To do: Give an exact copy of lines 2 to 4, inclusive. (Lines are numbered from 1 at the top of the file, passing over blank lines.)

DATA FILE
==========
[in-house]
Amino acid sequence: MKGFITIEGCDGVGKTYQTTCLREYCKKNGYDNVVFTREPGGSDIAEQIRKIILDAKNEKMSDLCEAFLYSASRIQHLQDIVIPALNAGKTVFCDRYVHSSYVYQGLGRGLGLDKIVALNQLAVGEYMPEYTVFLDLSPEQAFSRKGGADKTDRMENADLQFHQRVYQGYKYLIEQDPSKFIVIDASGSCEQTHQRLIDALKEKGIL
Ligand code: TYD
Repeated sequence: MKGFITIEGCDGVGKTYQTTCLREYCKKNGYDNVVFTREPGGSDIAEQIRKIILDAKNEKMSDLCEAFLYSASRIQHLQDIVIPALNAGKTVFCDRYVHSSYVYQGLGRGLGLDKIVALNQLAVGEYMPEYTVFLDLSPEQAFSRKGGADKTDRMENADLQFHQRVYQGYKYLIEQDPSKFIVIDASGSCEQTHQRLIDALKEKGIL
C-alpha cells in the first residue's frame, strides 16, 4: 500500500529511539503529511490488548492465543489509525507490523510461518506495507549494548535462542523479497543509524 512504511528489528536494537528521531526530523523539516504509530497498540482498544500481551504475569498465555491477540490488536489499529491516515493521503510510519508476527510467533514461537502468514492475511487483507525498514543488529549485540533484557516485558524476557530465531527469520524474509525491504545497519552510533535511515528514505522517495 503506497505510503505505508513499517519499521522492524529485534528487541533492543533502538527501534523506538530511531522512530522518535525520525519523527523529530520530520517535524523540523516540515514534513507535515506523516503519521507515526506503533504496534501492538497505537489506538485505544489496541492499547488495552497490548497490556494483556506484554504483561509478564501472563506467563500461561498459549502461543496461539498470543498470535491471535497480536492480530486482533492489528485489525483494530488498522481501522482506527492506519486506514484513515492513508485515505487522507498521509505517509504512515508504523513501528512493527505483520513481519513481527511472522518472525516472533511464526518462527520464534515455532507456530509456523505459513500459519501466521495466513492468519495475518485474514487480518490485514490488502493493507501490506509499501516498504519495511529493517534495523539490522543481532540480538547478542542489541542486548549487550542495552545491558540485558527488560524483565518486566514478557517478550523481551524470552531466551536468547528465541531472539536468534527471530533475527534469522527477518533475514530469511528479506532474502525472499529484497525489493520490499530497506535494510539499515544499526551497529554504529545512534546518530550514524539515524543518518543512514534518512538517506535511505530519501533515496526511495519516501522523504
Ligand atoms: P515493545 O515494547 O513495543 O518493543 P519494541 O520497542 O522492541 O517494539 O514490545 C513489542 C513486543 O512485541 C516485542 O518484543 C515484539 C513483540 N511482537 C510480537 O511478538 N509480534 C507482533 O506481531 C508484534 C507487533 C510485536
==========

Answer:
Amino acid sequence: MKGFITIEGCDGVGKTYQTTCLREYCKKNGYDNVVFTREPGGSDIAEQIRKIILDAKNEKMSDLCEAFLYSASRIQHLQDIVIPALNAGKTVFCDRYVHSSYVYQGLGRGLGLDKIVALNQLAVGEYMPEYTVFLDLSPEQAFSRKGGADKTDRMENADLQFHQRVYQGYKYLIEQDPSKFIVIDASGSCEQTHQRLIDALKEKGIL
Ligand code: TYD
Repeated sequence: MKGFITIEGCDGVGKTYQTTCLREYCKKNGYDNVVFTREPGGSDIAEQIRKIILDAKNEKMSDLCEAFLYSASRIQHLQDIVIPALNAGKTVFCDRYVHSSYVYQGLGRGLGLDKIVALNQLAVGEYMPEYTVFLDLSPEQAFSRKGGADKTDRMENADLQFHQRVYQGYKYLIEQDPSKFIVIDASGSCEQTHQRLIDALKEKGIL